www.photomacrography.net :: View topic - Madagascar part XX
www.photomacrography.net Forum Index
An online community dedicated to the practices of photomacrography, close-up and macro photography, and photomicrography.
Photomacrography Front Page Amateurmicrography Front Page
Old Forums/Galleries
 
 FAQFAQ   SearchSearch   MemberlistMemberlist   UsergroupsUsergroups   RegisterRegister 
 ProfileProfile   Log in to check your private messagesLog in to check your private messages   Log inLog in 
Madagascar part XX

 
Post new topic   Reply to topic    www.photomacrography.net Forum Index -> Nature Photography -- Macro and Close-up
View previous topic :: View next topic  
Author Message
pbertner



Joined: 02 Mar 2010
Posts: 833
Location: Canada

PostPosted: Sat Jan 23, 2016 3:40 am    Post subject: Madagascar part XX Reply with quote

1) Madagascar day gecko (Phelsuma lineata) with prey:



2) Praying mantis:



3) Fulgorid hopper nymph (Belbina sp.):



4) Spiny leaf beetle black and white:



5) Carpenter ant (Camponotus sp.):



6) Microhylid frog (Platypelis tuberifera):



7)


8. Stick insect portrait:



9) Froglet camouflaged as bird dung (Boophis sp.):



10) Mating big headed flies (Pipunculidae):



Thanks for looking and commenting,
Paul
_________________
Paul
https://rainforests.smugmug.com/
http://www.flickr.com/photos/31137609@N08/
http://pbertner.wordpress.com/
Back to top
View user's profile Send private message Send e-mail Visit poster's website AIM Address
JH



Joined: 09 Mar 2013
Posts: 735
Location: Vallentuna, Stockholm, Sweden

PostPosted: Sat Jan 23, 2016 4:22 am    Post subject: Reply with quote

Interesting and very nice!
Regards Jörgen
Back to top
View user's profile Send private message Visit poster's website
rjlittlefield
Site Admin


Joined: 01 Aug 2006
Posts: 17417
Location: Richland, Washington State, USA

PostPosted: Sat Jan 23, 2016 10:44 am    Post subject: Reply with quote

Nicely shot, as always.

Very obvious difference in the eyes of the male and female at 10) Mating big headed flies (Pipunculidae).

Any idea what difference in behavior might explain that? The ones on the lower beast (female?) look like they're optimized for high resolution looking straight ahead, maybe better for some sort of pursuit?

--Rik
Back to top
View user's profile Send private message Visit poster's website
Ichthyophthirius



Joined: 07 Mar 2013
Posts: 610

PostPosted: Sun Jan 24, 2016 9:21 am    Post subject: Reply with quote

Beatiful pictures!

rjlittlefield wrote:
Very obvious difference in the eyes of the male and female at 10) Mating big headed flies (Pipunculidae).

Any idea what difference in behavior might explain that? The ones on the lower beast (female?) look like they're optimized for high resolution looking straight ahead, maybe better for some sort of pursuit?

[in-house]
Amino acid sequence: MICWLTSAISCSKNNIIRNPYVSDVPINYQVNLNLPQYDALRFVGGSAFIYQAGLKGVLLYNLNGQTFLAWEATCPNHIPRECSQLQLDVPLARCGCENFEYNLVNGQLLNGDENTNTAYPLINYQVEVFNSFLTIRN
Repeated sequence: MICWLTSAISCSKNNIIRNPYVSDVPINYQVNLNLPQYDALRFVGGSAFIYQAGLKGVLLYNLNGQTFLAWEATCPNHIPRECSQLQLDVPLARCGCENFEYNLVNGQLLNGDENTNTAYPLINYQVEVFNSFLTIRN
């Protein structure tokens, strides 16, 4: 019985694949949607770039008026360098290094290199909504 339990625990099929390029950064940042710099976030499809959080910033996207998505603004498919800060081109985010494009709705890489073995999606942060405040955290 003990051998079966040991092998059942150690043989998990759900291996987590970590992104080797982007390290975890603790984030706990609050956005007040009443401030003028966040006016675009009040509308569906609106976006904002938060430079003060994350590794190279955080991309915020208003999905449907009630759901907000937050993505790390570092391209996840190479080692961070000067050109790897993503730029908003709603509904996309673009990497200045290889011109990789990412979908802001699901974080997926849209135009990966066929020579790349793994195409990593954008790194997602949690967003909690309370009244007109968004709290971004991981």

The larger ommatids in the front of the female's eyes usually mean lower resolution and higher light-gathering ability (night-flying).

I couldn't find information about the purpose. May it's got something to do with the female's search for host to lay its eggs?
Back to top
View user's profile Send private message
rjlittlefield
Site Admin


Joined: 01 Aug 2006
Posts: 17417
Location: Richland, Washington State, USA

PostPosted: Sun Jan 24, 2016 12:45 pm    Post subject: Reply with quote

Ichthyophthirius wrote:
The larger ommatids in the front of the female's eyes usually mean lower resolution

I would be interested to see a reference on that. The ones I have on hand say exactly the opposite.

For example, R.F. Chapman, "The Insects / Structure and Function", 4th edition, page 590:
Quote:
The form and arrangement of ommatidia differs in different parts of the eye in many, and perhaps all, insects. For example, in the praying mantis, Tenodera, the facet diameter is greatest in the forwardly directed part of the eye, and decreases all round (Fig 22.4). Because the radius of curvature of this same part of the eye is greater (so the surface is flatter) than elsewhere, the angle between the optical axes of adjacent ommatidia (the interommatidial angle) is less than elsewhere and the rhabdoms are longer, but thinner. This area of the eye is functionally equivalent to the vertebrate fovea (see below) and similar regions are known to be present in the eyes of other insect species with a particular need for good resolution.


Michael F. Land, in "Visual Acuity in Insects", page 159 (pdf page 13 of 31):
Quote:
In general, the only realistic way that a compound eye can achieve resolution much better than a degree is to build in an "acute zone" -- a small region with larger facets and higher acuity (23,38). We shall see that this is a very common strategy.